Universal Credit is not delivering
As CIH Scotland submits evidence to the Scottish Parliament's Social Security Committee, our policy and practice manager Ashley Campbell takes a look at some of the current problems with Universal Credit.
In 2010 the Coalition Government unveiled plans that would shake the foundations of the welfare state. Their flagship reform, Universal Credit, would replace six benefits with one, meaning that applicants would only have to fill out one form and would receive one monthly payment in arrears just like a salary. It was proposed that mirroring the world of work would make it easier for people to manage wages and household budgets.
More generous work allowances would mean that people could keep more of their benefit as their wages increased, unlike the old system that withdraws benefits much more quickly often resulting in little or no improvement in income for taking on extra work.
However, our analysis has shown that cuts to the Universal Credit work allowance included in the 2015 budget now make the move into work much less attractive for some households, particularly single parents who might already face difficulties getting back into work after taking time out or balancing work with childcare.
In order to meet the Minimum Income Standard set by the Joseph Rowntree Foundation, a single parent living in the social rented sector with a typical rent would have to earn gross pay of £446.90 per week. That’s the equivalent of working 57 hours a week at the National Minimum Wage - and that’s without taking child care costs into account.
Private tenants face an even steeper challenge due to higher rents and caps on the amount of help that they can get through the Local Housing Allowance (LHA). LHA is supposed to cover the cost of renting a home in the cheapest 30% of the local market. However, rising rents and a freeze on LHA has meant that some people are experiencing a huge shortfall between the amount of benefit that they can claim and the cost of their rent.
Scottish Government figures show that LHA only covers 30% of the market for 10 out of 90 LHA rates. In one area, the shortfall amounts to over £80 per week. As such, we have called for the UK Government to urgently review LHA rates and end the freeze.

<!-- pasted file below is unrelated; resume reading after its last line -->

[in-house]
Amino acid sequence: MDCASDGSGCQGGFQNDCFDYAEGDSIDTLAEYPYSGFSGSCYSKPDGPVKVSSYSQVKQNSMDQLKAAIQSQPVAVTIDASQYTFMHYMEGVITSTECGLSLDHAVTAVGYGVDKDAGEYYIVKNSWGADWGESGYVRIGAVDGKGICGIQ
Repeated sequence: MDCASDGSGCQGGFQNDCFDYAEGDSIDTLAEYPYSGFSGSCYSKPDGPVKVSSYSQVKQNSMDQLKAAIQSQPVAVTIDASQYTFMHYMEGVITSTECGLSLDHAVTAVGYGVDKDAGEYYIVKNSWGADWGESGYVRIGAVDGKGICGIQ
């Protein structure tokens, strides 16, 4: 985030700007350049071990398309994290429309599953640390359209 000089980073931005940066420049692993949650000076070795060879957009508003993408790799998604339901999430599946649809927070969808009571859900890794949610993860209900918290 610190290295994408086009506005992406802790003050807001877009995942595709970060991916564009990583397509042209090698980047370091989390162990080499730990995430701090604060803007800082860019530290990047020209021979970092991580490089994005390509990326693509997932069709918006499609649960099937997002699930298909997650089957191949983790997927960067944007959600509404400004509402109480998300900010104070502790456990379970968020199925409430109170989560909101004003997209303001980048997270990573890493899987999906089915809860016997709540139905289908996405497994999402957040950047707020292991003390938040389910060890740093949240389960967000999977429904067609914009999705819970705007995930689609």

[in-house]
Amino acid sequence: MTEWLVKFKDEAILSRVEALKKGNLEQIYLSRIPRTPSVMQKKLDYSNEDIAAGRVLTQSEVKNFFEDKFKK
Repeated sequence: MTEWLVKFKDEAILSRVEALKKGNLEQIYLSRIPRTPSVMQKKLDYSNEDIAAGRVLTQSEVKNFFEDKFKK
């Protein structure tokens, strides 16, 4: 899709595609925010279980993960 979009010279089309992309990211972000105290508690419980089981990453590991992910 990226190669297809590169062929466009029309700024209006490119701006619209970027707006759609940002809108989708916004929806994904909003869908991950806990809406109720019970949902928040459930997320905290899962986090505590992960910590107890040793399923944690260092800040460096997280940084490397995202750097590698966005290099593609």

Universal Credit is simply not delivering on one of its basic fundamental principles, to make work pay. In addition, we know there have been a myriad of issues with the implementation of Universal Credit to date.
New applicants can expect to wait five weeks before receiving their first payment – if everything goes smoothly. In reality, thousands of people are left waiting for months because of errors, IT problems or lack of support with the online application system.
A recent report from the national Audit Office showed that in 2017 around a quarter of new claimants were not paid in full on time facing an average delay of four weeks (on top of the five to six week waiting period). From January to October 2017, 40% of late payments took 11 weeks or more and 20% took five months or more.
This certainly does not reflect my experience of work. Imagine the chaos and the outrage if a quarter of the workforce in Scotland didn’t get paid on time.
The Trussel Trust handed out 170,625 emergency food parcels across Scotland last year. That’s a 17% increase on the year before and a staggering 1,088% increase since 2012/13.
Many people are struggling to pay their rent under Universal Credit leading to the risk of homelessness in the short term and some landlords declaring that in the longer term, they simply won’t rent homes to people who are on Universal Credit.
These issues have mostly been put down to teething problems. The Government has indicated that it is in ‘listening mode’ learning from a gradual roll out and making necessary changes. In fact, a number of concessions have already been made including reducing the initial waiting period from six weeks to five and dropping charges for the telephone helpline.
These changes are welcome but they are not enough. In light of our recent findings, we are calling on the Government to reverse the cuts to work allowances, urgently revise LHA rates and put an end to the freeze if they really are serious about making work pay.
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Notes to Editors
1. The Chartered Institute of Housing (CIH) is the independent voice for housing and the home of professional standards. Our goal is simple – to provide housing professionals with the advice, support and knowledge they need to be brilliant. CIH is a registered charity and not-for-profit organisation. This means that the money we make is put back into the organisation and funds the activities we carry out to support the housing sector. We have a diverse membership of people who work in both the public and private sectors, in 20 countries on five continents across the world. Further information is available at: www.cih.org
2. For further information, please contact Ashley Campbell, Policy and Practice Manager at CIH Scotland on 0131 221 7743 or email firstname.lastname@example.org